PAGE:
Corneal Transplantation

Corneal Transplantation


Corneal transplantation which can also be referred to as keratoplasty is a surgical procedure which is done to replace the part of the cornea by making use of corneal tissue from a donor. The cornea is the transparent, dome-shaped surface of the eye, which is an important part of the eye focusing power.

Corneal transplantation has a lot of benefits which include and not limited to vision restoration, reduce pain and improve the appearance of a damaged or diseased cornea.

Majority of the corneal transplant procedures are successful. However, corneal transplantation has a low risk of complications, such as donor corneal rejection.

Why is it done?

Corneal transplantation is most commonly used to restore vision to a person whose cornea has been damaged. Corneal transplantation has also been found to alleviate pain or other signs and symptoms associated with the cornea.

Below are some of the conditions which can be cured by corneal transplantation:

  • A cornea that bulges outward (keratoconus)
  • Fuchs’ dystrophy
  • Thinning of the cornea
  • Cornea scarring, caused by infection or injury
  • Clouding of the cornea
  • Swelling of the cornea
  • Corneal ulcers, including those caused by infection
  • Complications caused by previous eye surgery

Who is an ideal candidate for cornea transplantation?

Corneal transplantation is performed to enhance corneal function and improve vision. If the pain is caused by a critically ill or damaged cornea, corneal transplantation may ease that symptom.


During the procedure

On the day of your procedure, you will get a sedative for relaxation and a local anesthetic that will help in numbing your eye. During the operation, you will not fall asleep, but you should not feel the pain.

During the most common type of cornea transplant (penetrating keratoplasty), your surgeon will make an incision through the entire thickness of the affected or diseased cornea, this is done to remove a small button-sized disk of corneal tissue. An instrument known as trephine which acts like a cookie cutter is used to make the exact circular cut.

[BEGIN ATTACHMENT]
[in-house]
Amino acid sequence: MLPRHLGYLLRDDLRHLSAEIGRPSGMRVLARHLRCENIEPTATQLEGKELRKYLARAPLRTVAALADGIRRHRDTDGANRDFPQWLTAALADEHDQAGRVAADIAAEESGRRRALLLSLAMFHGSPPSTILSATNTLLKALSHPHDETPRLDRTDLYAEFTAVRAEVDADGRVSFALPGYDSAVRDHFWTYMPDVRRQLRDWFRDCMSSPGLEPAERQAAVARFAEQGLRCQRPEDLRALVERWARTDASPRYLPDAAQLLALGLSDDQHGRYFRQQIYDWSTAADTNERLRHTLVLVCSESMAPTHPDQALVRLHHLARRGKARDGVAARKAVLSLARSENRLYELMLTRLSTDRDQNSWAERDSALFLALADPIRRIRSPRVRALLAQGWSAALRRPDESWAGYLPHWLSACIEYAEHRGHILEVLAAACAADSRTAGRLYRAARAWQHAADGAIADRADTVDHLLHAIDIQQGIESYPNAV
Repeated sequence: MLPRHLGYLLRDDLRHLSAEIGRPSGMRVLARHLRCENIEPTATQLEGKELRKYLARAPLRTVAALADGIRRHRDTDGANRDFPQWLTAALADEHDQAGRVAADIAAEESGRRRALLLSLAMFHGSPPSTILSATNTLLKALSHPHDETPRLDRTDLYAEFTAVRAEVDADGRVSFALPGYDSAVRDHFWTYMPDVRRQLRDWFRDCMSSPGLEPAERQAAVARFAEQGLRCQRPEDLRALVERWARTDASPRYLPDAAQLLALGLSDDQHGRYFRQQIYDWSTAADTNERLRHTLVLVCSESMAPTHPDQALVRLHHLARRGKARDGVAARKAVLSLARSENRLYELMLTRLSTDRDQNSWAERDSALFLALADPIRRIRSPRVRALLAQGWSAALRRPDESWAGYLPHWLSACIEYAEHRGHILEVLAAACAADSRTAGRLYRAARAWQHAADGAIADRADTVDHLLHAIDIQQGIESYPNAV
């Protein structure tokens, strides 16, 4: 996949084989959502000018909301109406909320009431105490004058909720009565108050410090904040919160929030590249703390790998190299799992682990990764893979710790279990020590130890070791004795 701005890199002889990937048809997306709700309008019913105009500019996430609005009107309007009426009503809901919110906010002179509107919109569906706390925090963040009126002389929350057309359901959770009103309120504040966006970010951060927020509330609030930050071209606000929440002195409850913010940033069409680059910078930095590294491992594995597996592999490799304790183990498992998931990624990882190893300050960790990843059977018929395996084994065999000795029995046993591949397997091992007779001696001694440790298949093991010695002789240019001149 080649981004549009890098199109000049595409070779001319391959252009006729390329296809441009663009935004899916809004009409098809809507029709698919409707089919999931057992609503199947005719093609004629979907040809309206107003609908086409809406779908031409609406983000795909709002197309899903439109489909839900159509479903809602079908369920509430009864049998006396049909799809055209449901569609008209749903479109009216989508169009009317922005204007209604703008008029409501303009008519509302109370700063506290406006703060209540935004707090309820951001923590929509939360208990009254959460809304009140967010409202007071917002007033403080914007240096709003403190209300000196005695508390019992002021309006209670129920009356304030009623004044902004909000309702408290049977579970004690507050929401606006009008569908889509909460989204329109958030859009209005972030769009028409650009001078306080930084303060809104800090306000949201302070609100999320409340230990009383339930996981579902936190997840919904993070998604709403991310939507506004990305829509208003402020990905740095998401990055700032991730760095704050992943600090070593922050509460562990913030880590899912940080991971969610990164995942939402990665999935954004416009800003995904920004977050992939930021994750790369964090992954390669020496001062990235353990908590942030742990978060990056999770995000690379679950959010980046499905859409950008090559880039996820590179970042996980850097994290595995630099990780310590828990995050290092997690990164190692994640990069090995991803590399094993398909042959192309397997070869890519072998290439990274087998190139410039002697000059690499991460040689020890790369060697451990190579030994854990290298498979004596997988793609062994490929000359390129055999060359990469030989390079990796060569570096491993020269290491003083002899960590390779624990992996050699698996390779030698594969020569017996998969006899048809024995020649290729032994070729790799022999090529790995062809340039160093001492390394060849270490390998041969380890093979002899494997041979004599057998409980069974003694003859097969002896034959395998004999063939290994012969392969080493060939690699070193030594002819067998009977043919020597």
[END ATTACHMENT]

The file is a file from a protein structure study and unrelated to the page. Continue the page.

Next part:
The donor cornea, cut to fit, is inserted into the opening. The surgeon then uses a fine thread to stitch the new cornea into place. Another meeting should be scheduled with your eye doctor in order to remove the stitches.

In some cases, if people cannot get the corneal transplant from the donor cornea, doctors can insert artificial cornea (keratoproteza).

Recovery from cornea transplantation

The total recovery time of the cornea transplant may be up to one year or more. Soon after the procedure, your vision will be blurry for the first few months – and in some cases, it may be worse than before – while your eye gets used to its new cornea.

As the vision improves, you can gradually resume normal daily activities. During the first weeks, heavy exercises and lifting are forbidden. However, you should be able to return to work within a week following the surgery; this depends on the type of job you do and how quickly your vision improves.

Steroid eye drops can also be recommended for some months in order to help your body in coping with the new cornea graft, and also a number of other drugs so as to assist in controlling infections, discomfort and inflammation. You must always protect your eyes by wearing shields or glasses so that nothing enters your eyes.

In the event that stitches are used during the procedure, there is a need to schedule another meeting so that the stitches can be removed this often occurs 17 months after the surgery, depending on the health of your eyes and the rate of healing. Adjustment can also be done to the sutures surrounding the new corneal tissue to reduce the amount of astigmatism caused by the irregular eye surface.

As with any type of surgery, always follow and obey the instructions given to you by your ophthalmologist as this will help in reducing any complications that can follow cornea transplantation and accelerate healing.

Cost of corneal transplantation

The cost of cornea transplantation for advanced keratoconus in the United States is about $ 13,000 for an outpatient procedure and about $ 28,000 for hospital treatment for people without health insurance, according to the Agency for Healthcare Research and Quality (U.S. Dept. of Health & Human Services).

Health tourists are people who visit another country outside their home nation for the purpose of a medical procedure. A large number of people travel because of a range of procedures which cornea transplantation is not an exception.

If you have decided to visit other countries for corneal transplantation, it is important to note that the cost differs and this depends on so many factors such as the country you have chosen and the experience of your eye surgeon.